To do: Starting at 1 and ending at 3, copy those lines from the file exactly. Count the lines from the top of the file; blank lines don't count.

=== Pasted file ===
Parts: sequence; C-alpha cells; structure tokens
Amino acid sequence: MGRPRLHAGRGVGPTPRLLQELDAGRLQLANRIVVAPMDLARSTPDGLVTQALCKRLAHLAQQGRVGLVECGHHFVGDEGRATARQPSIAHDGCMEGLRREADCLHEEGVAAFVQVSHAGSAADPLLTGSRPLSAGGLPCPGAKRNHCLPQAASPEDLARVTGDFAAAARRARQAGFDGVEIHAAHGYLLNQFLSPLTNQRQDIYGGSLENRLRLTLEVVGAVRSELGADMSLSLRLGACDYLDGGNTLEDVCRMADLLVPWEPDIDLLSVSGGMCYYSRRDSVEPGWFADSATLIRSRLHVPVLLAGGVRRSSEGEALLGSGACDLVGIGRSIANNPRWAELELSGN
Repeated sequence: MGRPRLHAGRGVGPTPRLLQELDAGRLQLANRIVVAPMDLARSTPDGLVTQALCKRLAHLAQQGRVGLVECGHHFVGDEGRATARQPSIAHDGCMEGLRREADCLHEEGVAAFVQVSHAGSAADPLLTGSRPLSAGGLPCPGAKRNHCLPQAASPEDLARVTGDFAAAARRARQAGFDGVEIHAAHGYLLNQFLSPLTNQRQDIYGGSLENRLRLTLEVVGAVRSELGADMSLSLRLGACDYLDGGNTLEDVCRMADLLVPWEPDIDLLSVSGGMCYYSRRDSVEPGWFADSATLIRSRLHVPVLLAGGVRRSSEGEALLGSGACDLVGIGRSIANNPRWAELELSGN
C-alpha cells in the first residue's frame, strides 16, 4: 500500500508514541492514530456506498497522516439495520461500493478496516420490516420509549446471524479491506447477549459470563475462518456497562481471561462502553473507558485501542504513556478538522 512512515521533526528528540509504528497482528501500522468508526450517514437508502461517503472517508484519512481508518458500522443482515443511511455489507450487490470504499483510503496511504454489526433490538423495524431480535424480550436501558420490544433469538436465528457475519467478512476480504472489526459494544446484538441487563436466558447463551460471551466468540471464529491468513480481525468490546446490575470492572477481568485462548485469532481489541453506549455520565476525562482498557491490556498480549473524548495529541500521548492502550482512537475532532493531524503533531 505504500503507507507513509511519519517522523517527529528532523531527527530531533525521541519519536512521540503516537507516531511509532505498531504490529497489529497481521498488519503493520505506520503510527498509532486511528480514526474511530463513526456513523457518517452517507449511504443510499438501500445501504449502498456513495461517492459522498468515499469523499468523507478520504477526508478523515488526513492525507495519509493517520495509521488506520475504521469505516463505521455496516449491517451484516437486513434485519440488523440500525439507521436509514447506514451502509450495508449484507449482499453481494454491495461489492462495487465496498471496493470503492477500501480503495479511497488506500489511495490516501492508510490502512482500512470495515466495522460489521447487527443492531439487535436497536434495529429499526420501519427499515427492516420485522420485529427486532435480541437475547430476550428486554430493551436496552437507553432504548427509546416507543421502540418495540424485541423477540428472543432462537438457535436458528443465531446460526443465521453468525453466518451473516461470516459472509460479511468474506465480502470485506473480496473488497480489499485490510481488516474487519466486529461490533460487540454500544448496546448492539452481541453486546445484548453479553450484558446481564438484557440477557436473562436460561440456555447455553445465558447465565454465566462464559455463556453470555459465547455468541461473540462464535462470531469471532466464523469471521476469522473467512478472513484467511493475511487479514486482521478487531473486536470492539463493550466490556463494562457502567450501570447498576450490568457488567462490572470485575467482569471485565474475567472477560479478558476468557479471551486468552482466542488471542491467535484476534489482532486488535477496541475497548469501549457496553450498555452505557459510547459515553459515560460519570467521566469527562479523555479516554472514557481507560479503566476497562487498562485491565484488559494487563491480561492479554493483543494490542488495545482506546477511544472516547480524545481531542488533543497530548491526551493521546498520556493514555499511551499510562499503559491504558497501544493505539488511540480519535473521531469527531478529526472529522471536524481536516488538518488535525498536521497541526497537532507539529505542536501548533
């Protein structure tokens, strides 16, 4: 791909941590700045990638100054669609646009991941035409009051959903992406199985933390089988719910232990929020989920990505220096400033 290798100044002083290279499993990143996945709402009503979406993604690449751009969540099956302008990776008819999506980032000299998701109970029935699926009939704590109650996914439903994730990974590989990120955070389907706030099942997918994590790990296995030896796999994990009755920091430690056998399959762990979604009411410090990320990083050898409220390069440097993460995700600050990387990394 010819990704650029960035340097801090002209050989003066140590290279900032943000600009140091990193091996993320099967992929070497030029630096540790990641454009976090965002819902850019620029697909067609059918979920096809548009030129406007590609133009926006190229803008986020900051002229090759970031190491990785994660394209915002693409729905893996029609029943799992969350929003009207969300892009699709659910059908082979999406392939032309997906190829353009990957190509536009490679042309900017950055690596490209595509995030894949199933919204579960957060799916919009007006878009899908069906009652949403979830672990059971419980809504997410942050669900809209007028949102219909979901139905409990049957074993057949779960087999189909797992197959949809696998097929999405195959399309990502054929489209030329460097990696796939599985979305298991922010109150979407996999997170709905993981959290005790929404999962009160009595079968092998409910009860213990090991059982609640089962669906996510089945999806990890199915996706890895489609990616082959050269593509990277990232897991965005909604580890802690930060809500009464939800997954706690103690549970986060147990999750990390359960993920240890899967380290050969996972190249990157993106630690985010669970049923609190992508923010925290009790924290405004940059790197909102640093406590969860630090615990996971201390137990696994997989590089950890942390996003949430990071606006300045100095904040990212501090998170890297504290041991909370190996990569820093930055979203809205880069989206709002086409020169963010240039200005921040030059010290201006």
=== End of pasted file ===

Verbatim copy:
Parts: sequence; C-alpha cells; structure tokens
Amino acid sequence: MGRPRLHAGRGVGPTPRLLQELDAGRLQLANRIVVAPMDLARSTPDGLVTQALCKRLAHLAQQGRVGLVECGHHFVGDEGRATARQPSIAHDGCMEGLRREADCLHEEGVAAFVQVSHAGSAADPLLTGSRPLSAGGLPCPGAKRNHCLPQAASPEDLARVTGDFAAAARRARQAGFDGVEIHAAHGYLLNQFLSPLTNQRQDIYGGSLENRLRLTLEVVGAVRSELGADMSLSLRLGACDYLDGGNTLEDVCRMADLLVPWEPDIDLLSVSGGMCYYSRRDSVEPGWFADSATLIRSRLHVPVLLAGGVRRSSEGEALLGSGACDLVGIGRSIANNPRWAELELSGN
Repeated sequence: MGRPRLHAGRGVGPTPRLLQELDAGRLQLANRIVVAPMDLARSTPDGLVTQALCKRLAHLAQQGRVGLVECGHHFVGDEGRATARQPSIAHDGCMEGLRREADCLHEEGVAAFVQVSHAGSAADPLLTGSRPLSAGGLPCPGAKRNHCLPQAASPEDLARVTGDFAAAARRARQAGFDGVEIHAAHGYLLNQFLSPLTNQRQDIYGGSLENRLRLTLEVVGAVRSELGADMSLSLRLGACDYLDGGNTLEDVCRMADLLVPWEPDIDLLSVSGGMCYYSRRDSVEPGWFADSATLIRSRLHVPVLLAGGVRRSSEGEALLGSGACDLVGIGRSIANNPRWAELELSGN